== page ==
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Recovery and Renewal for the 21st century
Over a year and a half into the recovery, the condition of the American economy is far from satisfactory. Unemployment remains high, job creation meager, and American workforce participation has dropped to near record depths — the lowest rate in a quarter of a century. The U.S. will need to create 20 million jobs in this decade to recover from the 7 million lost in the Great Recession and 13 million needed for the country’s growing population.
Since the first Enterprising States study in 2010, 29 new governors have started their terms. Governors of every state, along with their legislative counterparts, are taking steps to grow their states’ economies, create jobs and compete globally. They want to help businesses prosper, to produce an educated and skilled workforce, and to provide other essential services and infrastructure that foster the entrepreneurship and innovation that will lead to greater productivity and competitiveness.
In the past, states could look to Washington for assistance. Now, whatever the intentions or real achievements of the stimulus package, future increases in federal spending seem likely to be meager at best. This presents a new, and perhaps unprecedented, challenge for the states. With Washington effectively forced to the sidelines, states will now have to address fundamental economic issues relating to growth and employment on their own. Most will have to do so without significantly increasing their own spending.
For many states the short-term prognosis is dire. Altogether, 44 states and the District of Columbia are projecting budget shortfalls for 2012 amounting to $112 billion. The upcoming fiscal year, according to the Center on Budget and Policy Priorities, will be “one of the states’ most difficult budget years on record. Retiree benefits for state employees add yet another strain, with the states facing a $1.26 trillion shortfall.”
Most states have already taken actions to streamline and downsize government to meet the new economic realities and this has proven to be challenging given the increased demand for state services during the national recession. Surely more redesign, streamlining and reforms are on the way. To recoup lost revenue, states have taken such actions as eliminating tax exemptions, broadening the tax base, and in some cases increasing rates as well as raising fees. Low tax rates by themselves are not a silver bulletsummaryfor growth, but it has become clear that outdated state tax systems can undercut economic vitality. Any state with a budget tilting towards insolvency is in a weak position to make and maintain investments in its workforce and economic infrastructure.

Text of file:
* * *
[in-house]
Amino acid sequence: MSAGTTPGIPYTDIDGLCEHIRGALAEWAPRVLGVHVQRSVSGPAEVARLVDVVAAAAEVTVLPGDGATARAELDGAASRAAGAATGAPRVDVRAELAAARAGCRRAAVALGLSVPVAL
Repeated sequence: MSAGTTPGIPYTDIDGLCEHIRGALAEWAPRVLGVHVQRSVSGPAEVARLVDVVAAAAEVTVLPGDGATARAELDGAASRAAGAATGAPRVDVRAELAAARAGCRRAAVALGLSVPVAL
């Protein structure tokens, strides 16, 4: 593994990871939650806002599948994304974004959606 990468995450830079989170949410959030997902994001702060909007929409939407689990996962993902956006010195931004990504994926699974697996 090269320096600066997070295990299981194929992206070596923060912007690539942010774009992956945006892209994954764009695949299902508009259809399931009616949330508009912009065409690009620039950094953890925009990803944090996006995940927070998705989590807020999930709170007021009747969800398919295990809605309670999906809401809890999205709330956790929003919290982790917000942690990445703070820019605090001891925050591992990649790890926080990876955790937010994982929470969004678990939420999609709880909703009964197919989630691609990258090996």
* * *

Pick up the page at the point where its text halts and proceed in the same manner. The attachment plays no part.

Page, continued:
Determining where to cut and where to invest is the central challenge of the day. States must carry out short-term strategies to jumpstart and/or sustain an as of yet lackluster recovery and cut costs to make state government more efficient and to avoid financial calamity. Simultaneously, though, they must craft and invest in innovations and structural solutions that will foster long-term economic growth while reining in taxes and regulations that stifle job creation.
“Ultimately, there is only one route to sustainable state economies, and that is through broad-based economic growth,“ writes study co-author Joel Kotkin. “The road to that objective can vary by state, but the fundamental goal needs to be kept in mind if we wish to see a restoration of hope and American optimism about the future.”
The 2011 Enterprising States study highlights state-driven initiatives to 1) redesign government, including measures to deal with excessive debt levels that inhibit economic growth and job creation and 2) implement forward-looking, enterprise-friendly initiatives with a primary goal of creating the conditions for job creation and future prosperity.